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Indulging doesn’t mean overspending

   Posted On: April 19, 2023  |    Posted In: Personal Finance 101  |     Posted by: Broke Millennial®

On the eve of my thirty-third birthday, I made a radical decision. I wanted thirty-three to be my year of indulgence. I’m young (even if Gen Z doesn’t think so), healthy, child-free, debt-free, and live in one of the most exciting cities on the planet. If now wasn’t the time, then when? This year of indulgence was not so much in the “Year of Yes” kind of way but more so to just indulge in the activities and experiences I love, like international travel and theater.

Now, don’t get it twisted. Indulgence doesn’t necessarily mean overspending. Peach and I reassessed how aggressive we were with long-term savings and investing goals and reallocated some cash flow to living it up. We’re still living within our means and always hunt for discounts and deals like travel hacking or cheap tickets to shows through TDF.

I’m now in the final couple of months of this year of indulgence and it’s been one of the most mentally healthy years of my life. There are myriad reasons why this is true, but a significant one is that I fully embraced my season of life. Here’s a little snippet about this from my op-ed I wrote for Bloomberg.

“As a deeply practical person who often focuses more on preparing for the future than living in the present, this life shift didn’t come naturally. My brain is hardwired to think like my relative who has put off taking a dream vacation for decades. I fixate on making long-term goals and shoring up financial resources to ensure a stable life for my future self. These aren’t negative attributes, but much of this behavior ultimately led to severe burnout and a case of self-diagnosed depression. And that was before a global pandemic hit.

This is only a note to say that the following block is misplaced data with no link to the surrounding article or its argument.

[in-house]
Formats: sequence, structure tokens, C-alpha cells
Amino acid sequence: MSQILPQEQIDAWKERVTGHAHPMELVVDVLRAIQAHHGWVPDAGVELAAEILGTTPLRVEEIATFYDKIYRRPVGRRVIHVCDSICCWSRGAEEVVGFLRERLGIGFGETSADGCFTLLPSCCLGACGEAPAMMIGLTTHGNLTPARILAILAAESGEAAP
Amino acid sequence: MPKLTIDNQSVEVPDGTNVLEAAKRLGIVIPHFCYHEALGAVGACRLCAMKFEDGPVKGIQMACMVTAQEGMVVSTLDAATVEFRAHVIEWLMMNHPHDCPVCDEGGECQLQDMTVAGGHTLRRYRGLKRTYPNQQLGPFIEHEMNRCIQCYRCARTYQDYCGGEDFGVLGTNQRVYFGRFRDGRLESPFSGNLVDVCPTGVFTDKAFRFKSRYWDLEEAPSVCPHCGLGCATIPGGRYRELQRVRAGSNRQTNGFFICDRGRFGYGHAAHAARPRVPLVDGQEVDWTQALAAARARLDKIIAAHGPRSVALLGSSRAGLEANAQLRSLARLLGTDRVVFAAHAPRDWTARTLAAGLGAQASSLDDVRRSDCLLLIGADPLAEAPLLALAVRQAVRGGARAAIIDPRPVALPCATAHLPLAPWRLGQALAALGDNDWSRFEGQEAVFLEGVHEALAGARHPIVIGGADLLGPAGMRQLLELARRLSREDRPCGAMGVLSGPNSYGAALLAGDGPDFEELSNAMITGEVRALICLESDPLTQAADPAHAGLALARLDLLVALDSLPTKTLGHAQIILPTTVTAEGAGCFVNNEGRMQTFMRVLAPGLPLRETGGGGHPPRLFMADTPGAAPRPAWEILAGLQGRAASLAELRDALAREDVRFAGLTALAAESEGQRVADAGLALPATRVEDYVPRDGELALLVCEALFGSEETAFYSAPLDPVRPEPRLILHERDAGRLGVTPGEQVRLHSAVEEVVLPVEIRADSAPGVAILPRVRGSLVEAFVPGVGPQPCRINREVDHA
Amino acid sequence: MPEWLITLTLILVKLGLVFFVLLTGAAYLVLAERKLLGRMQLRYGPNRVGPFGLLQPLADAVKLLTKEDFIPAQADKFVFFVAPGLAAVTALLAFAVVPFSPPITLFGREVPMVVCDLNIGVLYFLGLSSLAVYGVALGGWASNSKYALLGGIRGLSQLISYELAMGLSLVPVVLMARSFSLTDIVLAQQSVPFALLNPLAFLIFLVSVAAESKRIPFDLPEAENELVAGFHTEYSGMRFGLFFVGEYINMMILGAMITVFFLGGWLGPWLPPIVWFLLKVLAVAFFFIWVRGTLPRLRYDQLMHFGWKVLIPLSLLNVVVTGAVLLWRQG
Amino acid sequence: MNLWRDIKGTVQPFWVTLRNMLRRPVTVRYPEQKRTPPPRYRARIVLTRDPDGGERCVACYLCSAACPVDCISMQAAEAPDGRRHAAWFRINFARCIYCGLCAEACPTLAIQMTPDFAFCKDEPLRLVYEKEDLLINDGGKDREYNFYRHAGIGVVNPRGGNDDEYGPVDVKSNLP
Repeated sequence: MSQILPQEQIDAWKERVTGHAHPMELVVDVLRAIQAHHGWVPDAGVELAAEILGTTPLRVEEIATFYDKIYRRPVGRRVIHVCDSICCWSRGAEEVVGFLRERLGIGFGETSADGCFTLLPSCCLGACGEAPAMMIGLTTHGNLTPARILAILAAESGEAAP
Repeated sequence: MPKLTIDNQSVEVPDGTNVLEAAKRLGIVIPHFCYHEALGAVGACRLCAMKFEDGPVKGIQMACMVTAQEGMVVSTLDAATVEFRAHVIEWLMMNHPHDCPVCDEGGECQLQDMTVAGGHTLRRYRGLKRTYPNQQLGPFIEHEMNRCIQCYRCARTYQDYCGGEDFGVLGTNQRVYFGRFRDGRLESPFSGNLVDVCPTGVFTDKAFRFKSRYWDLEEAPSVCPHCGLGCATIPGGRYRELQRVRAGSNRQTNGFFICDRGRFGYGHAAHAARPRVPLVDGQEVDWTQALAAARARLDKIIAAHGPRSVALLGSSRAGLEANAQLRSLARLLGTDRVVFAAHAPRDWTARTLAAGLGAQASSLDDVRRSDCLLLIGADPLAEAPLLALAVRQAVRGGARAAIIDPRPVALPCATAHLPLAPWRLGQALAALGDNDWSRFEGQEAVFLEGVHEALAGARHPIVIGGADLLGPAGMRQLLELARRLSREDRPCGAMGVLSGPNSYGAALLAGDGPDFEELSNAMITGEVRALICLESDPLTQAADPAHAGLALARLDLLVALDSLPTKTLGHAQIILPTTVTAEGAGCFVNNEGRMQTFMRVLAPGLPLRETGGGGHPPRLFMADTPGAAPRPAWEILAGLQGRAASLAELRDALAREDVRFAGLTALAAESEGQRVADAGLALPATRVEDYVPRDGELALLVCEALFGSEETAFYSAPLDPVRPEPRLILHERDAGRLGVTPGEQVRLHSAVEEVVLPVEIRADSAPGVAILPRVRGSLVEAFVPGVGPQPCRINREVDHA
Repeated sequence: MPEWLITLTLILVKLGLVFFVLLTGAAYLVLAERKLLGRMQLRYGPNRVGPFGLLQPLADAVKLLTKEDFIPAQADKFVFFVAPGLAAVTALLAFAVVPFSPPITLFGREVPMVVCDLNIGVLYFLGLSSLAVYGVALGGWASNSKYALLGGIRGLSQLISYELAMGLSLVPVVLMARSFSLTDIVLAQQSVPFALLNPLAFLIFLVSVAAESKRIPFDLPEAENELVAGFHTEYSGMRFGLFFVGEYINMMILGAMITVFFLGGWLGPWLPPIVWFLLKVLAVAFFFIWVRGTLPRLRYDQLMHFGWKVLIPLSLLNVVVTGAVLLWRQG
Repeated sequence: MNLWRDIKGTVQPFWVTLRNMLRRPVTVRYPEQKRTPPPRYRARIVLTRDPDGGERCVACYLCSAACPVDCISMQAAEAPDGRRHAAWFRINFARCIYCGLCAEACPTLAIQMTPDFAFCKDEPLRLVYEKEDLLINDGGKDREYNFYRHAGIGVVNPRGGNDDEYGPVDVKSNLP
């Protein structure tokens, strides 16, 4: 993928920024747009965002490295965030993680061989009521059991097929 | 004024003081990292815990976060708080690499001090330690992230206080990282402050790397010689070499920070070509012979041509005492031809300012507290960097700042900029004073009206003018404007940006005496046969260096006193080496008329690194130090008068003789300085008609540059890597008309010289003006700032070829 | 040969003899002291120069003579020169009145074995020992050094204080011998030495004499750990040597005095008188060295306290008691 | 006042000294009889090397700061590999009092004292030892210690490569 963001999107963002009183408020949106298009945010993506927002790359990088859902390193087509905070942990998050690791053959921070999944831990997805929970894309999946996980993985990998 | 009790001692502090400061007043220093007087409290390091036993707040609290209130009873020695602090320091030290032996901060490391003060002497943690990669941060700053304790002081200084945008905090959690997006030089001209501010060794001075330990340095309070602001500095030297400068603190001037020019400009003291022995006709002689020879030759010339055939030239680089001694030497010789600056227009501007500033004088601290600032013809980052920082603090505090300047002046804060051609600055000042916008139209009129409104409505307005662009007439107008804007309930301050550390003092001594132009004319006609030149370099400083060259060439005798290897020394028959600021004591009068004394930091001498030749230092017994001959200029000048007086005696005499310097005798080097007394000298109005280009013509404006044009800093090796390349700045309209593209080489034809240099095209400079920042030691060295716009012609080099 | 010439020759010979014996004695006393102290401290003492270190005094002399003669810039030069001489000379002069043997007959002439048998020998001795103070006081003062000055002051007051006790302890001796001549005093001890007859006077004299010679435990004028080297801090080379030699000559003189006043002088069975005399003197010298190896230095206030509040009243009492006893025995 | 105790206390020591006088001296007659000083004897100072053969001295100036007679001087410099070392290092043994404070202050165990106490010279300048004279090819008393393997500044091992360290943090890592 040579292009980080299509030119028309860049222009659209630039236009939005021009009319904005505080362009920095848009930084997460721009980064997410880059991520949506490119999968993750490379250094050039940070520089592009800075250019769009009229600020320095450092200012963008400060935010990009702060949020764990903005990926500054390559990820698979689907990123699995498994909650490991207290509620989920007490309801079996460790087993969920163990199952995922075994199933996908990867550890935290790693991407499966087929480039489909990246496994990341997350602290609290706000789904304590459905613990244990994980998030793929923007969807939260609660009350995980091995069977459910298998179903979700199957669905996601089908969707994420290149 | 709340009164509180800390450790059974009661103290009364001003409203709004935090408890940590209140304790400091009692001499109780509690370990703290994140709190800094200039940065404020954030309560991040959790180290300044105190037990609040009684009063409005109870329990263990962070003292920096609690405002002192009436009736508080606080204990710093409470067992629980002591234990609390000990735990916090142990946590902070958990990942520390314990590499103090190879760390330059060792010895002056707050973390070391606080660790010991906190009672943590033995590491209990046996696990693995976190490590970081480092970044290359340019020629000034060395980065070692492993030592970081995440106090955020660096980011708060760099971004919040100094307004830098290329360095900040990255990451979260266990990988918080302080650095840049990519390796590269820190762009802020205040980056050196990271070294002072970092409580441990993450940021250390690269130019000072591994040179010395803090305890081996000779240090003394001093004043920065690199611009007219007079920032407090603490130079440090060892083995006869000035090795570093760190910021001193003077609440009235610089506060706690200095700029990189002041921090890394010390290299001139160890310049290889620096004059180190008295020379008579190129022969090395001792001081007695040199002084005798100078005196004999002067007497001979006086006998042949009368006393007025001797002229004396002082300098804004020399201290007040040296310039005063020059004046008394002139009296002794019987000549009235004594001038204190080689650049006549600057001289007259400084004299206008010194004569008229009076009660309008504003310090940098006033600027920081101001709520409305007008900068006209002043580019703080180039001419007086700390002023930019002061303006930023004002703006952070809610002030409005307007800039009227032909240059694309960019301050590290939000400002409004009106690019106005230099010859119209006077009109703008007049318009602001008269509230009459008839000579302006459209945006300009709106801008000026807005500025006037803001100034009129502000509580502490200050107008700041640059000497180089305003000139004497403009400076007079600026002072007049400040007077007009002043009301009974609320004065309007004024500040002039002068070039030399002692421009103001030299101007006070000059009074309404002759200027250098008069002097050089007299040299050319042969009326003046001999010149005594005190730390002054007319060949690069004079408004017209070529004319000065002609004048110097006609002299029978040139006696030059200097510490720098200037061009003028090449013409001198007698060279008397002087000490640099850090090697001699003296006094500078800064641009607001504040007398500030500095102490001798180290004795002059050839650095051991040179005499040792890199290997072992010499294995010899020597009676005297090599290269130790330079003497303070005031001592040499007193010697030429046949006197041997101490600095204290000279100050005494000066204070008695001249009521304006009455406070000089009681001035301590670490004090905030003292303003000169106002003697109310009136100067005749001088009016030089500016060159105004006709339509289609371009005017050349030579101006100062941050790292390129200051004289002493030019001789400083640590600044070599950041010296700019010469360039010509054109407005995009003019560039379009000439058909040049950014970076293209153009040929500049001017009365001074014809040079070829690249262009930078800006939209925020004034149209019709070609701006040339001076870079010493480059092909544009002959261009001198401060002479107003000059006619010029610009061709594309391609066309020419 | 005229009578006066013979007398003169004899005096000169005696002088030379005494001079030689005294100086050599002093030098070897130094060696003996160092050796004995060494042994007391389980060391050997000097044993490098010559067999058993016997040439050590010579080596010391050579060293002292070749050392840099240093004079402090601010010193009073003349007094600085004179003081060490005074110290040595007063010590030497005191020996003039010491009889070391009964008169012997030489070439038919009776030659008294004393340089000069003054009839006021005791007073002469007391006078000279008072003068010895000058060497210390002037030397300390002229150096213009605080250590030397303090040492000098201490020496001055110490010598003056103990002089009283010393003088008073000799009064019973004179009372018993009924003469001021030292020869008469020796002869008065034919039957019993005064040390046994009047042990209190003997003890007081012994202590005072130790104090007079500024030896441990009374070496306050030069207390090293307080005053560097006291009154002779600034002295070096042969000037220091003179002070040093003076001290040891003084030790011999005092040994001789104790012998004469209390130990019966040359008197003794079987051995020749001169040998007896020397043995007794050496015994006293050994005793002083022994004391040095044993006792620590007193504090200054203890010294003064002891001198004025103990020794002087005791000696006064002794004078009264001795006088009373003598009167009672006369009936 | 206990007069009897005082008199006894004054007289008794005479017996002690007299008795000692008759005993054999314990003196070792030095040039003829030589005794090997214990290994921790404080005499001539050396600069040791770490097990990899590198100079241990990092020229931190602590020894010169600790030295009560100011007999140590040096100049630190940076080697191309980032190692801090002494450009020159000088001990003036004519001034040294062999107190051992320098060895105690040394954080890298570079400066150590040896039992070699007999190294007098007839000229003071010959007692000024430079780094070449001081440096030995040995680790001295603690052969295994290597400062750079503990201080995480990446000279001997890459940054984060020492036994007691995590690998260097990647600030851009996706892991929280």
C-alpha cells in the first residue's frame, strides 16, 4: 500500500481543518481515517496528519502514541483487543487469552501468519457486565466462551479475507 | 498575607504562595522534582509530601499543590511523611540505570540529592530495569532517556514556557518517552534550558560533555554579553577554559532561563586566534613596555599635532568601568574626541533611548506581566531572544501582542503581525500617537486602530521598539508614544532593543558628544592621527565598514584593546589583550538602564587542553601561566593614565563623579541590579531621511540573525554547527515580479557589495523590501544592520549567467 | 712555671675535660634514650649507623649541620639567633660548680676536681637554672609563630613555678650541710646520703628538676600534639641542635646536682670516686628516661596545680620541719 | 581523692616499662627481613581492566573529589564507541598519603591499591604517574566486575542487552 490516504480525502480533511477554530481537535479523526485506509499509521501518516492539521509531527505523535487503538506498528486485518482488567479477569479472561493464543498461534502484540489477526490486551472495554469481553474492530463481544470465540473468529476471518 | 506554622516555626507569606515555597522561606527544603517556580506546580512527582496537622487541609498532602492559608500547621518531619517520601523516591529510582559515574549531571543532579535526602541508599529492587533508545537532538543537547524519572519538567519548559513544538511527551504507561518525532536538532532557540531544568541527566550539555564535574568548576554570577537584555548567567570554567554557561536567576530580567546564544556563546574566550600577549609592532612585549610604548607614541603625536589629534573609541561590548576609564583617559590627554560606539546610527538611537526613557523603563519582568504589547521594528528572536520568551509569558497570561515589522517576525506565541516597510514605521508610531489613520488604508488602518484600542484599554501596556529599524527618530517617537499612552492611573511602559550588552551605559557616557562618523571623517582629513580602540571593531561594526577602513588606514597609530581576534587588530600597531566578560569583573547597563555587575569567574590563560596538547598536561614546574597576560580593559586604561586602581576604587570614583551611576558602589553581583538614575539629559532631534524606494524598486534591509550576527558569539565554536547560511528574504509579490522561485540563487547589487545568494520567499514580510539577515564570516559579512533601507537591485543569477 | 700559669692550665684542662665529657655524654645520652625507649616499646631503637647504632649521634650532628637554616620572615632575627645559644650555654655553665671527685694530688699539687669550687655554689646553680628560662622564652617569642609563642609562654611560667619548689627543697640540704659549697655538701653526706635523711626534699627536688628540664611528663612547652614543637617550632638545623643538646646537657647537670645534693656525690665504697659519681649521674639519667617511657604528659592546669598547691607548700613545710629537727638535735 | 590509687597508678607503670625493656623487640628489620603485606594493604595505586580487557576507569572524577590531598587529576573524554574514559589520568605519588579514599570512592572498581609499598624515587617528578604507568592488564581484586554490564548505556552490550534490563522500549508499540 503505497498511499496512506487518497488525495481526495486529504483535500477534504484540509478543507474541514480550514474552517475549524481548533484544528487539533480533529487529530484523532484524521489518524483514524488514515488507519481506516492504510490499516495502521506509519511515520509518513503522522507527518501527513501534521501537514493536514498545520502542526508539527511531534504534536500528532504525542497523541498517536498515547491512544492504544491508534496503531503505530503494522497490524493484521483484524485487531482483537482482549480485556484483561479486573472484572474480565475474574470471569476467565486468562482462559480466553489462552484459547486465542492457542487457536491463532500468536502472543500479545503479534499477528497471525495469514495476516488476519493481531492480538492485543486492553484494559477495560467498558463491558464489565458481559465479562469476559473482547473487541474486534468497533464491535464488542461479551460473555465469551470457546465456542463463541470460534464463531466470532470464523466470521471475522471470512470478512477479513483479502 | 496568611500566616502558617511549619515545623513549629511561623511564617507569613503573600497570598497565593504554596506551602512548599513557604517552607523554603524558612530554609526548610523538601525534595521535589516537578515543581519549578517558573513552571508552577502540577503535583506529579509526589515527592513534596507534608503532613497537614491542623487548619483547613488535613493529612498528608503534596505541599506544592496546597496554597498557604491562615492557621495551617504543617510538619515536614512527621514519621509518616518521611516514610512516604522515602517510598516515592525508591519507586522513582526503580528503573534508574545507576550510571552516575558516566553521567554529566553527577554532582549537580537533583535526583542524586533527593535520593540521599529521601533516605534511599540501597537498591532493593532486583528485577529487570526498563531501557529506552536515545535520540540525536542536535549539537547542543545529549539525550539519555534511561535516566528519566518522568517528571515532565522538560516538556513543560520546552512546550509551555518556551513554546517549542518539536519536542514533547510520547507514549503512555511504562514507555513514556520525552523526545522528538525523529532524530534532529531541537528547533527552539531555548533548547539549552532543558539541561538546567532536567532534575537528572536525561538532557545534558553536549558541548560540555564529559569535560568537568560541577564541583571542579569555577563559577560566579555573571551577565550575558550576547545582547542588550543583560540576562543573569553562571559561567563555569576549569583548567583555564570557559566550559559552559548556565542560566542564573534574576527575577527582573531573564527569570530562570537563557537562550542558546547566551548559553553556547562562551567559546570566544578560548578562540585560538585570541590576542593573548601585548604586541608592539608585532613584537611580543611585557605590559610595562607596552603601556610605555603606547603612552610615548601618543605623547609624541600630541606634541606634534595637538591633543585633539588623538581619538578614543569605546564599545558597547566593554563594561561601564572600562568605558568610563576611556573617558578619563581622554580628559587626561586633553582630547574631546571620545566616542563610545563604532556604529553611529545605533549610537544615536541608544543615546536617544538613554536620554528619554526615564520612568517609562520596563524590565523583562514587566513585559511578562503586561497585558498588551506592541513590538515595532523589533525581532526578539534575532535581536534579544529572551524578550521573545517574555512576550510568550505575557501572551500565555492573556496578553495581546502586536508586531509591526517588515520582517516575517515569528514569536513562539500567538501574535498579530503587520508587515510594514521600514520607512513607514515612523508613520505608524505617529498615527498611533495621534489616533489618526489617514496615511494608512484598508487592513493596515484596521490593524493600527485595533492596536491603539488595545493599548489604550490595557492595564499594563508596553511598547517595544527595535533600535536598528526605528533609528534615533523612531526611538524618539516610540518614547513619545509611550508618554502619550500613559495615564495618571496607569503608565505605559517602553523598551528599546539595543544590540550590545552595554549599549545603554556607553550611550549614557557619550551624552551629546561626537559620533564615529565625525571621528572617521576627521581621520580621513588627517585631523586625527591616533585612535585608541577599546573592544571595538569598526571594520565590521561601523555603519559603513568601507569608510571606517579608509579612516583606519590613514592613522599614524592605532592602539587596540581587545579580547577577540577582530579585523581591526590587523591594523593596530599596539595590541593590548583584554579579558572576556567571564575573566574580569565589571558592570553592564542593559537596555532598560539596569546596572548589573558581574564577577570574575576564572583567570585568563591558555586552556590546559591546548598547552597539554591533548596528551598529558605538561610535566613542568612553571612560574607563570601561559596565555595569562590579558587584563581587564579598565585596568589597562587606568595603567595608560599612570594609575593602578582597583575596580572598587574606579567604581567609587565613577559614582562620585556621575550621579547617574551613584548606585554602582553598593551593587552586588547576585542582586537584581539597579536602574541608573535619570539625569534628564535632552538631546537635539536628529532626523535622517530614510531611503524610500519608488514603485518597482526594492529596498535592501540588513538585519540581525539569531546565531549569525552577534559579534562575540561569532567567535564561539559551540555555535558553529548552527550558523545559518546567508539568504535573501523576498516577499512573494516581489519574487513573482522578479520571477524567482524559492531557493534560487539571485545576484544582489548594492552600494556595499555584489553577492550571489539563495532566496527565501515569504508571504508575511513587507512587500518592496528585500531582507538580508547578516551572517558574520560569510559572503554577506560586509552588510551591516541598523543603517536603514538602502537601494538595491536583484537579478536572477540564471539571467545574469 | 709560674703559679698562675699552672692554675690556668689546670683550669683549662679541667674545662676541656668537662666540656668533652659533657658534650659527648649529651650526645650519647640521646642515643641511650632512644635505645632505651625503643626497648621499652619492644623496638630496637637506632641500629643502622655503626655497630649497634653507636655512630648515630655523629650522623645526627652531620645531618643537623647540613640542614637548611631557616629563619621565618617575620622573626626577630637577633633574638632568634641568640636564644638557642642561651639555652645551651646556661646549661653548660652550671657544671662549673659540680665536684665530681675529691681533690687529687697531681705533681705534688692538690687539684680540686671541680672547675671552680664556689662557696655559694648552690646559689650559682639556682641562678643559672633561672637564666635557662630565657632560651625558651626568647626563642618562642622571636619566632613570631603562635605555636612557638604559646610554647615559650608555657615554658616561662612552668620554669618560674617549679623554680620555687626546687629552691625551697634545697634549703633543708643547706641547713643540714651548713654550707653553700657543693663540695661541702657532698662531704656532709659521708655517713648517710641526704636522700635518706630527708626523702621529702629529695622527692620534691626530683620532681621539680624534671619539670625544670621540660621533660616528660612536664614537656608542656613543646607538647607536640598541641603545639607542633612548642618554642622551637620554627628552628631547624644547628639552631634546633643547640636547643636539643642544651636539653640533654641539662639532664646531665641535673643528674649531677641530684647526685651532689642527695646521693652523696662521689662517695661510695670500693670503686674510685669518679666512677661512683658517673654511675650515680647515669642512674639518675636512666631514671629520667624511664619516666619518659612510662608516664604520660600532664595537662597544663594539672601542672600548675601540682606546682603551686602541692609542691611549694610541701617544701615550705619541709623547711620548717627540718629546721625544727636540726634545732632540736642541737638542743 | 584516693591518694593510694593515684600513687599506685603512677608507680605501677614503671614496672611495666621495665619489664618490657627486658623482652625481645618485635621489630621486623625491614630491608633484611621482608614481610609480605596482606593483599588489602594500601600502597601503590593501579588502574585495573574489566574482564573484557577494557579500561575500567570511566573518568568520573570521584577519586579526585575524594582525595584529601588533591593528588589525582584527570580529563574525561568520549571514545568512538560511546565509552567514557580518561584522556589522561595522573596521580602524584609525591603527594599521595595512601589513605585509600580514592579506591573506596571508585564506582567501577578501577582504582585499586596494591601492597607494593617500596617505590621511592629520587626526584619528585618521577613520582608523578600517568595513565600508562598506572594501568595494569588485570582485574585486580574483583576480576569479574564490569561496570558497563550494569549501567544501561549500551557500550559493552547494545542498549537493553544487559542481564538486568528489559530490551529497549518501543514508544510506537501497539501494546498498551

The concept of taking advantage of life’s phases isn’t entirely about pampering yourself. Rather, it’s about recognizing the moments that could be taken from you within a few years and putting your resources of time and money toward maximizing fleeting opportunities.

You can read the full article on Bloomberg here.

It’s important to recognize that these moments aren’t always just about living your most lavish life. It’s also about recognizing fleeting moments or opportunities. Being able to spend time with aging relatives who are still physically and cognitively able to engage in activities you both love while you both still can. Prioritizing quality time with young children while they still see you, the parents (or aunt/uncle) as the sun and moon and aren’t yet shying away from your cuddles and corny jokes. Or taking that trip you’ve always yearned to do now and not putting it off until retirement.

Our lives are full of seasons, but some of these seasons will never return. Consider this your permission slip to reflect on your season of life and potentially reconfigure parts of your budget to indulge. But hey, I am still your friendly, pragmatic money advocate – so this isn’t a permission slip to pillage the retirement accounts or jeopardize your future either.

 

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